Sometimes Caitlin forgets that, too. She often tries to convince herself that because he’s beaten the odds, he’s been given a new life, like in a video game.

He pulls into the driveway beside her mother’s station wagon. It’s only ten fifteen. Too bad her mother is home. If not, she’d ask Daniel if she could come up and make spaghetti and watch TV. She likes his apartment better. Even though it’s messy and smells like oil paint and turpentine, it’s heaven compared to the downstairs reek of cat pee, cigarettes, and damp basement.

Caitlin’s mother is always home, it seems.

Daniel clicks off the ignition. The engine of his old car, older than her mother’s, rattles, wheezes, and exhales a series of pings and pops before finally cutting out. Never wanting to be the first to leave, she waits for him to open his door, but he doesn’t. He just sits there, facing forward, eyes taking a soft measure of something in the distance.

Then he turns to her. You did good work tonight.

Caitlin sinks deeper into her seat. She hasn’t earned a compliment. She has merely taken up space and played with her kneaded eraser. Served as an amusement to the other students.

He turns on the overhead light and gestures to her sketchpad. Let me see it again.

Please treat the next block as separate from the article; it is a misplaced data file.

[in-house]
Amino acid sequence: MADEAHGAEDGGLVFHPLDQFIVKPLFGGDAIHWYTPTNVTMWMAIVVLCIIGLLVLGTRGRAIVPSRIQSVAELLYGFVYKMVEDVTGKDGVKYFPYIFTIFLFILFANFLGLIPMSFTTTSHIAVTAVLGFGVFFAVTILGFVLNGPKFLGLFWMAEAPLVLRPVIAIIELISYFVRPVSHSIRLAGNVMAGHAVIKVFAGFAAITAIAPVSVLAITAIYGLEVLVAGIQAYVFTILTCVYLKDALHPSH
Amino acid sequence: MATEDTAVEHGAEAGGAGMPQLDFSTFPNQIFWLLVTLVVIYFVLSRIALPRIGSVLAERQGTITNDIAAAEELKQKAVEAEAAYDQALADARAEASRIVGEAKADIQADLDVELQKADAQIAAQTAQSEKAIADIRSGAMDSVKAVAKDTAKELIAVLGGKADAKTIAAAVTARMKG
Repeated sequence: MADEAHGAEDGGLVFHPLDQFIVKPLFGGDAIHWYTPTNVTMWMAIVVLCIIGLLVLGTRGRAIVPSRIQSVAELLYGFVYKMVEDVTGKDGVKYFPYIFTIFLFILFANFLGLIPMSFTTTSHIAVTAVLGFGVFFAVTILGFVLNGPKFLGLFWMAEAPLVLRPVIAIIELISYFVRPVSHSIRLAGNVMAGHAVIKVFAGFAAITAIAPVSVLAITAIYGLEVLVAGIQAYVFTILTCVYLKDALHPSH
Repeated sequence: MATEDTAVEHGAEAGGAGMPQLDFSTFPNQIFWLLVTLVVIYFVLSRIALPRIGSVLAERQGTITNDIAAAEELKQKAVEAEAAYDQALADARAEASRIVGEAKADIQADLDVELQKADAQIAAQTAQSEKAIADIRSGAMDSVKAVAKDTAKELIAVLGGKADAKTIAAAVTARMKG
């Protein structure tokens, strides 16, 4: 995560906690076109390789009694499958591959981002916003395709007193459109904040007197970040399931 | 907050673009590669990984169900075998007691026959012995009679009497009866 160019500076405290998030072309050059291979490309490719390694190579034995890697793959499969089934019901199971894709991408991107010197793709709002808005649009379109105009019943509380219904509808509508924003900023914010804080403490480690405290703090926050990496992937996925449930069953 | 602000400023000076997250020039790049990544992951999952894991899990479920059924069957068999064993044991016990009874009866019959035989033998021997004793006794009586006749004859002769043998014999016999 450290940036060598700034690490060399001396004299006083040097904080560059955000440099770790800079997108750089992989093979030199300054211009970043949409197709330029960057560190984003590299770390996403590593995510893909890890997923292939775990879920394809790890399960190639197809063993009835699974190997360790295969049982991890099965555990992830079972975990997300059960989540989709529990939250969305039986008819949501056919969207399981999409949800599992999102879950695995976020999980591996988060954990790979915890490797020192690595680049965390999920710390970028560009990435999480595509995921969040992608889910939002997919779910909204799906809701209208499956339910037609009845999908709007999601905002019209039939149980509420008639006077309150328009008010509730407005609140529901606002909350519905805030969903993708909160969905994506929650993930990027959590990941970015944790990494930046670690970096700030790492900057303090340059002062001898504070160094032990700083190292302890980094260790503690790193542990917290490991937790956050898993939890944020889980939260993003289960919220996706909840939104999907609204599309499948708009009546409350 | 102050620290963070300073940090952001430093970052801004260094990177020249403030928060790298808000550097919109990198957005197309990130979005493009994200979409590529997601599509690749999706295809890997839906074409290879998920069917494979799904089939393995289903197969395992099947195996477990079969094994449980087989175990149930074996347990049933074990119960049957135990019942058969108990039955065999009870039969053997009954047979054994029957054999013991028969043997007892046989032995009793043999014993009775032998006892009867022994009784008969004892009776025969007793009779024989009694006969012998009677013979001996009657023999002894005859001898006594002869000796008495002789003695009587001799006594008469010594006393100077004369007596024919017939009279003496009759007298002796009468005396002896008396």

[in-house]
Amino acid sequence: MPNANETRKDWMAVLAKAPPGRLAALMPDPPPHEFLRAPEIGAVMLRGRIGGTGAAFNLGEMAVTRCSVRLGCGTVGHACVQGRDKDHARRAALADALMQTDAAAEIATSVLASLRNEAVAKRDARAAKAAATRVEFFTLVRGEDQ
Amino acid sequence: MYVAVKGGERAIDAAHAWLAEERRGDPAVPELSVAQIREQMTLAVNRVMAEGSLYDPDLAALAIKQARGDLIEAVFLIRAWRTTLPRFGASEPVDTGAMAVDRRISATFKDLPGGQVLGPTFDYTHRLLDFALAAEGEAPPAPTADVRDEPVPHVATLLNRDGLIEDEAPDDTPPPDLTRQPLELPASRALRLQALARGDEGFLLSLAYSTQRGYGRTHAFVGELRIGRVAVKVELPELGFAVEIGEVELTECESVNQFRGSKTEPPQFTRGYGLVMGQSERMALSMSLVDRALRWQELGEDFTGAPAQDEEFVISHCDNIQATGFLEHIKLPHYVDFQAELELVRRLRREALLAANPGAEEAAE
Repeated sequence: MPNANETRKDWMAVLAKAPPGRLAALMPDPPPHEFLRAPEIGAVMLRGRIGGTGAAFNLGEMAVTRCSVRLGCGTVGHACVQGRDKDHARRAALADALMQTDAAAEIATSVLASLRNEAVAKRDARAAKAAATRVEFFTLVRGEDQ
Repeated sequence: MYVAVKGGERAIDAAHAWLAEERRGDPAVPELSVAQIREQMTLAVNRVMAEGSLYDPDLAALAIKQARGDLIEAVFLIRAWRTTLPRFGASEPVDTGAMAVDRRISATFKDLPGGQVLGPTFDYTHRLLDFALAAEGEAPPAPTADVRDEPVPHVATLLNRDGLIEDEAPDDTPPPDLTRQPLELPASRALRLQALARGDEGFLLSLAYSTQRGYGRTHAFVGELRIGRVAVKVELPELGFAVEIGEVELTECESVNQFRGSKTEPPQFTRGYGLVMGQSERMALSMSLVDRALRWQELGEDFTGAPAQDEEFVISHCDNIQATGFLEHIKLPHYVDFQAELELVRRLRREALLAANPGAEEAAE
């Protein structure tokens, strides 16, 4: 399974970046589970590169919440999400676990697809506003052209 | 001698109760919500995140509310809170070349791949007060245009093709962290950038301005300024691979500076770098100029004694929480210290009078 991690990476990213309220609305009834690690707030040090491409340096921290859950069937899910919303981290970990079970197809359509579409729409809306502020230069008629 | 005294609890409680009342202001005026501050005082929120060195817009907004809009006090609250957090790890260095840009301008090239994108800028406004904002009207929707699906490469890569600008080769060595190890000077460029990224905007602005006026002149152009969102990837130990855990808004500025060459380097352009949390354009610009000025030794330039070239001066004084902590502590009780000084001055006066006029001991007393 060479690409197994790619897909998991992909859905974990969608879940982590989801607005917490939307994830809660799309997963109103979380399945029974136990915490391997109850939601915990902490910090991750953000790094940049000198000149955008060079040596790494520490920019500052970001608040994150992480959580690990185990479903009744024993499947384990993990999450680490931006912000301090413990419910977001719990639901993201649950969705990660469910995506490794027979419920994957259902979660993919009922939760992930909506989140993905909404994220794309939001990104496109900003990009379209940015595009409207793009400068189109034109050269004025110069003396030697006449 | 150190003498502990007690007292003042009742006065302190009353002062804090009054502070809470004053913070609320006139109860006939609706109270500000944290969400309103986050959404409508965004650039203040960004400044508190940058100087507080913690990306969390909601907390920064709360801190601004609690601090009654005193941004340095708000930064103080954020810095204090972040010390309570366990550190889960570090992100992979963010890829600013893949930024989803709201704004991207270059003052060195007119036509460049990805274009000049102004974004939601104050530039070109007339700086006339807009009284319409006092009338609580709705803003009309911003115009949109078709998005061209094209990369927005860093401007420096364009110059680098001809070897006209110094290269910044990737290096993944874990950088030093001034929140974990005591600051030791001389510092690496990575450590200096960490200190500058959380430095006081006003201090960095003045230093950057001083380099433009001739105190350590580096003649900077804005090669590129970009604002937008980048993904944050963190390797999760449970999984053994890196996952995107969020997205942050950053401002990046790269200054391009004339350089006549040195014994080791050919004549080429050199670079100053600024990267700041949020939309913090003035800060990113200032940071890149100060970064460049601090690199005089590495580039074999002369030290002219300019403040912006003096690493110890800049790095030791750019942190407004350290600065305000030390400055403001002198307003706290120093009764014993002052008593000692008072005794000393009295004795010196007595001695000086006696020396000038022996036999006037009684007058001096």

His hand breaks her heart: the long bones, the wide tips with broad, smooth nails, translucent as the inside of a seashell. No one knows exactly why cystic fibrosis makes his fingers look like that; it’s just one of the results. She wants to touch his fingers, but does not dare. She gives him the pad. If he’d asked for her body, her perfect, pink, sixteen-year-old lungs, she’d have given him that, too.

It sucks, she says to her evening’s efforts, as if it’s the sketchpad’s fault, or the model’s.

But you’re just starting. If you keep at it, if you keep showing up, you’ll get better. I promise.

She’d shown up because Daniel was teaching. That was before she’d turned out to be the worst student in his class. If I want to paint abstracts, why do I have to take stupid life drawing?